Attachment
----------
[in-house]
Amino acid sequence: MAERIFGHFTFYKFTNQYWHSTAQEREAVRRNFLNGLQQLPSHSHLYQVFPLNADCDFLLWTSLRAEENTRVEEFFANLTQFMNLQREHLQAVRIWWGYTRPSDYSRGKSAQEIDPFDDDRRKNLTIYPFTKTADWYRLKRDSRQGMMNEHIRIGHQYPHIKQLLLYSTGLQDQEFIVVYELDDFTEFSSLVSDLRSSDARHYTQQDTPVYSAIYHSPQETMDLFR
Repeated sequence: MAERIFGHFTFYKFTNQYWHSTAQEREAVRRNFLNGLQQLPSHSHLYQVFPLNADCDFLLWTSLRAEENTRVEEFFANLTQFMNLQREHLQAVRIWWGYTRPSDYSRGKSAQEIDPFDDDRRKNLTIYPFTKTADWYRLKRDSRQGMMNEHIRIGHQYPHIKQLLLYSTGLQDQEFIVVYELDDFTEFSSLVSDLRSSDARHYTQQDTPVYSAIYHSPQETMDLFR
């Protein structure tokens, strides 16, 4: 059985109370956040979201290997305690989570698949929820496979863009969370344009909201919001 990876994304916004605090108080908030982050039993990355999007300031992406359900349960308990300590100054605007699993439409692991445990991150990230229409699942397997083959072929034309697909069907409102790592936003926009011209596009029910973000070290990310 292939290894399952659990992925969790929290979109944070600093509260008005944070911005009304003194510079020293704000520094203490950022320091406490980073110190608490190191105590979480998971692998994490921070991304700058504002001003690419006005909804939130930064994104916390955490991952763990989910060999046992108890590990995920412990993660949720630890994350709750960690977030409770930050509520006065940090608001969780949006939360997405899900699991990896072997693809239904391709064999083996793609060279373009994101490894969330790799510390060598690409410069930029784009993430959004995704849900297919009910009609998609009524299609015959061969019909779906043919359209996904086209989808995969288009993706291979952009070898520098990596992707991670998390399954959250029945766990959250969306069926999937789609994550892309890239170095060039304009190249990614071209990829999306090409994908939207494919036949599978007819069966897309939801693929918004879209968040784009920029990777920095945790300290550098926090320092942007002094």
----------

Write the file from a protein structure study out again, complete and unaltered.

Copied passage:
[in-house]
Amino acid sequence: MAERIFGHFTFYKFTNQYWHSTAQEREAVRRNFLNGLQQLPSHSHLYQVFPLNADCDFLLWTSLRAEENTRVEEFFANLTQFMNLQREHLQAVRIWWGYTRPSDYSRGKSAQEIDPFDDDRRKNLTIYPFTKTADWYRLKRDSRQGMMNEHIRIGHQYPHIKQLLLYSTGLQDQEFIVVYELDDFTEFSSLVSDLRSSDARHYTQQDTPVYSAIYHSPQETMDLFR
Repeated sequence: MAERIFGHFTFYKFTNQYWHSTAQEREAVRRNFLNGLQQLPSHSHLYQVFPLNADCDFLLWTSLRAEENTRVEEFFANLTQFMNLQREHLQAVRIWWGYTRPSDYSRGKSAQEIDPFDDDRRKNLTIYPFTKTADWYRLKRDSRQGMMNEHIRIGHQYPHIKQLLLYSTGLQDQEFIVVYELDDFTEFSSLVSDLRSSDARHYTQQDTPVYSAIYHSPQETMDLFR
């Protein structure tokens, strides 16, 4: 059985109370956040979201290997305690989570698949929820496979863009969370344009909201919001 990876994304916004605090108080908030982050039993990355999007300031992406359900349960308990300590100054605007699993439409692991445990991150990230229409699942397997083959072929034309697909069907409102790592936003926009011209596009029910973000070290990310 292939290894399952659990992925969790929290979109944070600093509260008005944070911005009304003194510079020293704000520094203490950022320091406490980073110190608490190191105590979480998971692998994490921070991304700058504002001003690419006005909804939130930064994104916390955490991952763990989910060999046992108890590990995920412990993660949720630890994350709750960690977030409770930050509520006065940090608001969780949006939360997405899900699991990896072997693809239904391709064999083996793609060279373009994101490894969330790799510390060598690409410069930029784009993430959004995704849900297919009910009609998609009524299609015959061969019909779906043919359209996904086209989808995969288009993706291979952009070898520098990596992707991670998390399954959250029945766990959250969306069926999937789609994550892309890239170095060039304009190249990614071209990829999306090409994908939207494919036949599978007819069966897309939801693929918004879209968040784009920029990777920095945790300290550098926090320092942007002094």